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Millions Impacted by Credential-Stealers in Google Play

During October and November 2017, Kaspersky Lab researchers discovered 85 applications in Google Play that were designed to steal credentials for Russian social network One of the malicious applications had more than a million downloads.

During October and November 2017, Kaspersky Lab researchers discovered 85 applications in Google Play that were designed to steal credentials for Russian social network One of the malicious applications had more than a million downloads.

While most of the applications were listed in the marketplace in October and gathered fewer than 1,000 installations, some were uploaded in July and proved to be highly popular among users. Seven of the apps had between 10,000 and 100,000 downloads, while nine had between 1,000 and 10,000 installations.

The most popular of the apps masqueraded as a game. It was submitted to Google Play in April 2017 without malicious code in it, but an update in October 2017 added the information stealing capabilities. The game gathered more than 1 million downloads in the seven months it was active on Google Play.

Most of the offending applications were designed to look like apps for the social platform, supposedly allowing users to listen to music or monitor user page visits. Because apps of this type normally ask for the user to log into their account, they didn’t raise suspicion. Some of the programs were game apps.

The campaign was targeted at VK users only. The platform is highly popular in CIS countries, and the malicious apps first checked the device language and only asked for login credentials if Russian, Ukrainian, Kazakh, Armenian, Azerbaijani, Belarusian, Kyrgyz, Romanian, Tajik, and Uzbek were in use, Kaspersky has discovered.

The actors behind these apps had been publishing their malicious applications in Google Play for over two years, so they had to modify their code to bypass detection, Kaspersky’s researchers say.

The recently observed apps used a modified VK SDK with tricky code, which served the standard login page to the user, relied on malicious JS code to steal credentials from the login page and pass them back to the app. The stolen credentials were encrypted and then uploaded to a remote server.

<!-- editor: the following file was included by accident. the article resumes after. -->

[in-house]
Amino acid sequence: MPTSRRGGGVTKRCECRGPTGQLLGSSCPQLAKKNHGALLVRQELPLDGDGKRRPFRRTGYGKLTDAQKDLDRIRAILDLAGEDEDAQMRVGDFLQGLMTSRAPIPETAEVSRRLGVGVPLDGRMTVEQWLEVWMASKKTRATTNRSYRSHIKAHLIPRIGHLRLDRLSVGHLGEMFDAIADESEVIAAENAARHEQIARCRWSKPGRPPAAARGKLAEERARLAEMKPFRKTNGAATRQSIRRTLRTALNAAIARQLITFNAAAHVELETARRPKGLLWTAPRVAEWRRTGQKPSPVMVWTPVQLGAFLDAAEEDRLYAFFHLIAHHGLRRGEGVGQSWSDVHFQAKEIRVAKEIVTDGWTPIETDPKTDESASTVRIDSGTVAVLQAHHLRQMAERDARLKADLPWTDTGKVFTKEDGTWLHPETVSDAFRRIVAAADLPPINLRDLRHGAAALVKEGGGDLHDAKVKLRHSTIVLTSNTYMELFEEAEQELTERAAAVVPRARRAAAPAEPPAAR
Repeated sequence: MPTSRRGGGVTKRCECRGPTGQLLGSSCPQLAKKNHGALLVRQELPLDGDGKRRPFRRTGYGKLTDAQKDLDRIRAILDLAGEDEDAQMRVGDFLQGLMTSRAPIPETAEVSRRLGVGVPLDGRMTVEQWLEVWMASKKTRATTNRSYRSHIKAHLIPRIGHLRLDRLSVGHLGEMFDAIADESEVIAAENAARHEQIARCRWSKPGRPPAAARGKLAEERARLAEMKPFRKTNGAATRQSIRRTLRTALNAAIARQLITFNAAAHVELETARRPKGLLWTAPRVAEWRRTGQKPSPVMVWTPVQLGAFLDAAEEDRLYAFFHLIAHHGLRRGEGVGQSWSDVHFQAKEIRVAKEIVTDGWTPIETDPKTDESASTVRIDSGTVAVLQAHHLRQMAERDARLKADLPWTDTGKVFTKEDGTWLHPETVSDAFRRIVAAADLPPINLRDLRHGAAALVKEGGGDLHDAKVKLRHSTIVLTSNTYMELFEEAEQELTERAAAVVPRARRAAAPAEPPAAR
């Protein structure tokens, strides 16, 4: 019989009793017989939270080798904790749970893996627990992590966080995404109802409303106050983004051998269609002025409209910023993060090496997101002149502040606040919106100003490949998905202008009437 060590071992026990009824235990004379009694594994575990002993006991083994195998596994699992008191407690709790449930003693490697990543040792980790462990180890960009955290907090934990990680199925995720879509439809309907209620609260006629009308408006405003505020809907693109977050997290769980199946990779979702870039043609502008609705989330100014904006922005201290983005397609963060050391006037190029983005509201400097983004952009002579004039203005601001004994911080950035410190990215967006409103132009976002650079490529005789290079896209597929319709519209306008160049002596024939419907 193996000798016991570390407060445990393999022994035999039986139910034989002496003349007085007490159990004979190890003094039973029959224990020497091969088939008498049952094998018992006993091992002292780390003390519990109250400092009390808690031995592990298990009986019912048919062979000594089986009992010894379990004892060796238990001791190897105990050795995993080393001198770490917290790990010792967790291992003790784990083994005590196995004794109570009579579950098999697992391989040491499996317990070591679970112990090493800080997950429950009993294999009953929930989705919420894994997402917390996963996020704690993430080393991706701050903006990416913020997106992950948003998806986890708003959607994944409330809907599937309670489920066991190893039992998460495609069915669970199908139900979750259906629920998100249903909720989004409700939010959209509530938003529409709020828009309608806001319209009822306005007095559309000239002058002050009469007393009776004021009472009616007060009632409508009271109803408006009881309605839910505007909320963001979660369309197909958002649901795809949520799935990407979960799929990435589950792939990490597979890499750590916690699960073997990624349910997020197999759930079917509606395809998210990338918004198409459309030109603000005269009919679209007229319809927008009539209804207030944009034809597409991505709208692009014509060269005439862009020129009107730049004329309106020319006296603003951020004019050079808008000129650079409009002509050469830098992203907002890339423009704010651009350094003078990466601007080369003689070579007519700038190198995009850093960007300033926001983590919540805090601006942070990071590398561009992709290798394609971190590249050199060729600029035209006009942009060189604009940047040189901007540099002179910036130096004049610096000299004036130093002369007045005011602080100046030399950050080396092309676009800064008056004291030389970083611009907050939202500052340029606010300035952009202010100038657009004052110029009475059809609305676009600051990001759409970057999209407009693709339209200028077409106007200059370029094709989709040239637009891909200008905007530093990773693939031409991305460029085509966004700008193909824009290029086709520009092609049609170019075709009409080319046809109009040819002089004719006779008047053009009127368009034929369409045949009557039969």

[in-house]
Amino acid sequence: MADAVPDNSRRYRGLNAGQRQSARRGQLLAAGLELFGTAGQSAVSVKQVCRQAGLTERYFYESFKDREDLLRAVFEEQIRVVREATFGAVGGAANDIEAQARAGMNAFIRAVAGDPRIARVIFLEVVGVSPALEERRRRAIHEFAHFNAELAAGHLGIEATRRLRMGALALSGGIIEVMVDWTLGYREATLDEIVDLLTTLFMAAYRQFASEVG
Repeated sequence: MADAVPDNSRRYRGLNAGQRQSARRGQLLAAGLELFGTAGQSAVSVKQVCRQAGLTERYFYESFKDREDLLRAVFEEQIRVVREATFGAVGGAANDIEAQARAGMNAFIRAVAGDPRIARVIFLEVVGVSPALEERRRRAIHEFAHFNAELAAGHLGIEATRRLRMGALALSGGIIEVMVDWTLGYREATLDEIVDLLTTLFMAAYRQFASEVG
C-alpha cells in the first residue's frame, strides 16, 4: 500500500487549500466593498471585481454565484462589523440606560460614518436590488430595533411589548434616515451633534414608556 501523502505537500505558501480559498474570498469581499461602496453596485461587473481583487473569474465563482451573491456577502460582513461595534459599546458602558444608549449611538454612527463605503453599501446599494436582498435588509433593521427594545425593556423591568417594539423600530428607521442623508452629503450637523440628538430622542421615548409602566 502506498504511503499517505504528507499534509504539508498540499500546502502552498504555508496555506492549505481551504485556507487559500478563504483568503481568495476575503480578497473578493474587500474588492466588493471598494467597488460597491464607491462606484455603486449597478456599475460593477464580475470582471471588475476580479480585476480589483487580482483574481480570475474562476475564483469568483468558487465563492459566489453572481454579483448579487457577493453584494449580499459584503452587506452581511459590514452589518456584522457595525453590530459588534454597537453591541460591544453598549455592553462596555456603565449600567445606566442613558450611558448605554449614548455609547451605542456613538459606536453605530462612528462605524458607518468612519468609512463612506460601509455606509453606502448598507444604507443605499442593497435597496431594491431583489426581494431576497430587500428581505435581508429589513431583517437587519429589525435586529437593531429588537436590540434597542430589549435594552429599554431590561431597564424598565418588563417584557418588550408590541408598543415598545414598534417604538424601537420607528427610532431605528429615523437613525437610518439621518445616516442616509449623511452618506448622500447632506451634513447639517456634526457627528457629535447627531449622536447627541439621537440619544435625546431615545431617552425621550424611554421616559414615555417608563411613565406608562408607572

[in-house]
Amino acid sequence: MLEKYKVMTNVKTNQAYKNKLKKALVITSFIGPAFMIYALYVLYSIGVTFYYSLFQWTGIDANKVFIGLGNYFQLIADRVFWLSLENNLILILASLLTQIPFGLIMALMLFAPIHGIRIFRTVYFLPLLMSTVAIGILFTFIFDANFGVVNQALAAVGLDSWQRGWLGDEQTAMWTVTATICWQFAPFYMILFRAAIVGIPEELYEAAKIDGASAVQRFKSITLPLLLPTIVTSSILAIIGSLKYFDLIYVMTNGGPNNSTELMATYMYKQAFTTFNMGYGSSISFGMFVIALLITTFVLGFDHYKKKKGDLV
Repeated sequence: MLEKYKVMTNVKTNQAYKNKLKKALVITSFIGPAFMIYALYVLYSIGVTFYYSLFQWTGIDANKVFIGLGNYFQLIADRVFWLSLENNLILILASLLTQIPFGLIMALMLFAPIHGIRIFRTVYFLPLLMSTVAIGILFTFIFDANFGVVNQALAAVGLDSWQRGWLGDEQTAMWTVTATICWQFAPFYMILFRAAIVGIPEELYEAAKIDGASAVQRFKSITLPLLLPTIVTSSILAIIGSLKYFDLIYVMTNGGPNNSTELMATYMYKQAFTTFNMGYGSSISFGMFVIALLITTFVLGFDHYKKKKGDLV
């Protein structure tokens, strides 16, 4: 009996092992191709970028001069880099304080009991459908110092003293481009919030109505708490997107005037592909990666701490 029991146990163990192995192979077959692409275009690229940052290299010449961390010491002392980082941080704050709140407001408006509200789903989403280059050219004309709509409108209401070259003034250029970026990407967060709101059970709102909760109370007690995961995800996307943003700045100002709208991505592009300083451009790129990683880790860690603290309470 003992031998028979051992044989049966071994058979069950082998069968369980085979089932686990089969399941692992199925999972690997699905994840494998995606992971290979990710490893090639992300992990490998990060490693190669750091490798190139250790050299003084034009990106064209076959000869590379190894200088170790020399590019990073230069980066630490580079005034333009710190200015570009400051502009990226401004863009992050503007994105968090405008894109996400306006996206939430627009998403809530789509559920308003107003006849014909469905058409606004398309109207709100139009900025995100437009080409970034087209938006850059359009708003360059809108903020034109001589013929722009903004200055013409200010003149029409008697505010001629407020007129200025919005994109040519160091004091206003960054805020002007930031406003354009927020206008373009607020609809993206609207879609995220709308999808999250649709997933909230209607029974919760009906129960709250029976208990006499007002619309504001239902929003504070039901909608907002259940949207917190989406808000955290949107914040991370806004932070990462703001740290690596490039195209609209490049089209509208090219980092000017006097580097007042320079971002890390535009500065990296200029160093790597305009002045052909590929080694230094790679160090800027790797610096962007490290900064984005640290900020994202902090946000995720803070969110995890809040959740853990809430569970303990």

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Most of the malicious apps had the described functionality, but some were slightly different: they also used malicious JS code from the OnPageFinished method for extracting credentials and for uploading them.

“We think that cybercriminals use stolen credentials mostly for promoting groups in They silently add users to promote various groups and increase their popularity by doing so. We have reason to think so because there were complaints from some infected users that their accounts had been silently added to such groups,” Kaspersky says.

The researchers also note that other Google Play apps submitted by these miscreants were published as unofficial clients for popular messaging app Telegram. Built using an open source Telegram SDK, these apps would work just as any other such software, but they would also add users to promoted groups/chats (based on a list received from the server).

The credential-stealing apps are detected as Trojan-PSW.AndroidOS.MyVk.o. Kaspersky reported 72 of the apps to Google, all of which were removed (13 apps had been removed before). The malicious Telegram clients are detected as not-a-virus:HEUR:RiskTool.AndroidOS.Hcatam.a. They too were removed from Google Play.

Related: 100 Million Passwords For Sale From Russian Social Network VK

Related: Terdot Banking Trojan Could Act as Cyber-Espionage Tool

Written By

Ionut Arghire is an international correspondent for SecurityWeek.

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